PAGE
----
The Silent Generation (1925-1945)

The silent generation or matures as they’re sometimes referred to are becoming more silent as this age group continues to age. And although as a population number they may not be as prevalent, they still account for 20 percent of all charitable donations. At a tune of $1,235 per person bring their total contributions to $29 billion. Not a small number at all and the second largest number by total funds given.

As people that grew up during the Great Depression and WW2, their approaches to giving are very traditional and can even seem outdated as many still make donations using checks or decide which charities to give to based on direct mailings they receive from these organizations. They may also prefer older charities or foundations to give to, or larger more established nonprofits they have grown up with over the years.

The most interesting facts are that 88% of matures donate and many are considered to be major donors. So while this pool of wealth is disappearing, it is still wise to include them in your overall fundraising activities. Plus they are known for their loyalty to the causes they support; once they find a nonprofit that aligns with their values, they are more likely to remain committed to those organizations long term.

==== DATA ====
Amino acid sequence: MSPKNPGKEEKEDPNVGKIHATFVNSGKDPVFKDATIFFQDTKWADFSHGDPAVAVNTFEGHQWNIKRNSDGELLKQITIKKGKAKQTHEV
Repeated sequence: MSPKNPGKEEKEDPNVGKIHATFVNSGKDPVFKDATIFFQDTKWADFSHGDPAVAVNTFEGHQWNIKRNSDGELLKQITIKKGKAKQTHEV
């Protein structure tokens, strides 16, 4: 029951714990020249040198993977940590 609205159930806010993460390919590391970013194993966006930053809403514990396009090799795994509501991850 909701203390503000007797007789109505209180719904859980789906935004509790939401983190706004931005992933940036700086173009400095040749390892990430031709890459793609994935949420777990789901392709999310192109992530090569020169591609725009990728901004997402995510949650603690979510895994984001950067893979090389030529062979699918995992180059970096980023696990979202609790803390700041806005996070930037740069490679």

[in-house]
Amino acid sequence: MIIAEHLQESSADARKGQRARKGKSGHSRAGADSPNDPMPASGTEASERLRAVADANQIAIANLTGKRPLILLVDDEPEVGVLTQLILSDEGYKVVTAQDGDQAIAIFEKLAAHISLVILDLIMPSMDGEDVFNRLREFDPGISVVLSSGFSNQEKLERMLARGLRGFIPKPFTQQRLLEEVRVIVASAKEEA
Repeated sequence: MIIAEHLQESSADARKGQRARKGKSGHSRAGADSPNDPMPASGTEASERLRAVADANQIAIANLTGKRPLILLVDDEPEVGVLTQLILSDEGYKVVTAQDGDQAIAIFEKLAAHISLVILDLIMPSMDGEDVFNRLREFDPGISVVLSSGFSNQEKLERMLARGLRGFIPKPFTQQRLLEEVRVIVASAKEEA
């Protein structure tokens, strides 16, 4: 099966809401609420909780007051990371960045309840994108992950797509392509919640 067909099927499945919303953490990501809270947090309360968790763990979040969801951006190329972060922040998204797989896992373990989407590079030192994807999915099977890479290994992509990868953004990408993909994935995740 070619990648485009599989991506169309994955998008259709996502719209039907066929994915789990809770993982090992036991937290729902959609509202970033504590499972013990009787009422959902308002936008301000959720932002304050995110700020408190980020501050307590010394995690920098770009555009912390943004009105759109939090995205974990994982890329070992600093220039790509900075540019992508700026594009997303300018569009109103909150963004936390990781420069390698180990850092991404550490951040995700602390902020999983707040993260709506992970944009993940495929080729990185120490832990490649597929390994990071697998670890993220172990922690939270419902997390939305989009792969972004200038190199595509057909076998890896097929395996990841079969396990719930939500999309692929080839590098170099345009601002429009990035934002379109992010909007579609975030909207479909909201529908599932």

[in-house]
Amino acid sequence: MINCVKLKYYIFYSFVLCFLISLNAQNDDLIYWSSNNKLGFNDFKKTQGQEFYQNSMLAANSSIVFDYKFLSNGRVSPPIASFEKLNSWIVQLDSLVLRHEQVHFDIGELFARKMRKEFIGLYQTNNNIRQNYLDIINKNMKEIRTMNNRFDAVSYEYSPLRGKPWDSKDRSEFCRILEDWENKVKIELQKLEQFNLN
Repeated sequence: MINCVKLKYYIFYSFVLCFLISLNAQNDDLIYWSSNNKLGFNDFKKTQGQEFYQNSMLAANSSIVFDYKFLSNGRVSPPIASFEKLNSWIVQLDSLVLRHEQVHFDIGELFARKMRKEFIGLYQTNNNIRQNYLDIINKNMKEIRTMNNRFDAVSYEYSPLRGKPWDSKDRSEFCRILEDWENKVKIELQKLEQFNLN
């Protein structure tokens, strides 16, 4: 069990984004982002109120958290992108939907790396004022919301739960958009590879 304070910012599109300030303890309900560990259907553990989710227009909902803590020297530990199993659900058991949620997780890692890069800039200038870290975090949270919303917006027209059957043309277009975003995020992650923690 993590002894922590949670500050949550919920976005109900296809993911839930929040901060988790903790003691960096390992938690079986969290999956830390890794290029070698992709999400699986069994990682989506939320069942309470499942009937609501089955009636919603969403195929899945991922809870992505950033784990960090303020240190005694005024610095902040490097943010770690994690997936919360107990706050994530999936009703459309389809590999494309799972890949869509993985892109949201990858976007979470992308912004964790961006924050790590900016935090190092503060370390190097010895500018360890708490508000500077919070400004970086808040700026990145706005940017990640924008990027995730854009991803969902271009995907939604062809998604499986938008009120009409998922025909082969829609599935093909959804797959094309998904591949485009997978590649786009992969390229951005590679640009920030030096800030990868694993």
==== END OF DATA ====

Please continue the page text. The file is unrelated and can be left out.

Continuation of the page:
Baby Boomers (1946-1964)

Baby Boomers, born between 1946 and 1964, are one of the most philanthropic generations and account for close to half of all charitable contributions made in the United States coming in at $1,212 per person per year, 43% of all donations made each year. This obviously makes them the most profitable generation to market to if your charity aligns with their beliefs.

Remember, these people grew up in the 60’s when social change was at its highest level in American history. Many of these individuals grew up supporting issues like environmental causes, equality and equal rights, and over all world peace. Many are still passionate about these topics and give freely to organizations that support them. Organizations that are concentrated on local initiatives, food distribution and climate change can do well contacting baby boomers.